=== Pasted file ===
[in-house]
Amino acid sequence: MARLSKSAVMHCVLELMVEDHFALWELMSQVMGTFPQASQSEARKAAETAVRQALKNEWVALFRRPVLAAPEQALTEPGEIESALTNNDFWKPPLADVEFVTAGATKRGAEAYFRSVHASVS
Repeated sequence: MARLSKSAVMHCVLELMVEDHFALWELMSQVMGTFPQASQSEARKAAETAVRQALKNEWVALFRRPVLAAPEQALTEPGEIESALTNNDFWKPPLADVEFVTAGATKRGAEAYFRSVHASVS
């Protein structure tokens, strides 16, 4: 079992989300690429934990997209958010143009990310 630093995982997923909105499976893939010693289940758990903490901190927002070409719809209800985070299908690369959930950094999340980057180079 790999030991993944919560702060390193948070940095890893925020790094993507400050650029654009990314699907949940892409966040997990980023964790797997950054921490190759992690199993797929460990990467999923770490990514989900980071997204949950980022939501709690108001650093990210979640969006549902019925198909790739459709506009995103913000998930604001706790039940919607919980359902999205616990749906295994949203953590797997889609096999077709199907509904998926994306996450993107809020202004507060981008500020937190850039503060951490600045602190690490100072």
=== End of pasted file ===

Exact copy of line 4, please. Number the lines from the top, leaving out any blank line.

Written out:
């Protein structure tokens, strides 16, 4: 079992989300690429934990997209958010143009990310 630093995982997923909105499976893939010693289940758990903490901190927002070409719809209800985070299908690369959930950094999340980057180079 790999030991993944919560702060390193948070940095890893925020790094993507400050650029654009990314699907949940892409966040997990980023964790797997950054921490190759992690199993797929460990990467999923770490990514989900980071997204949950980022939501709690108001650093990210979640969006549902019925198909790739459709506009995103913000998930604001706790039940919607919980359902999205616990749906295994949203953590797997889609096999077709199907509904998926994306996450993107809020202004507060981008500020937190850039503060951490600045602190690490100072």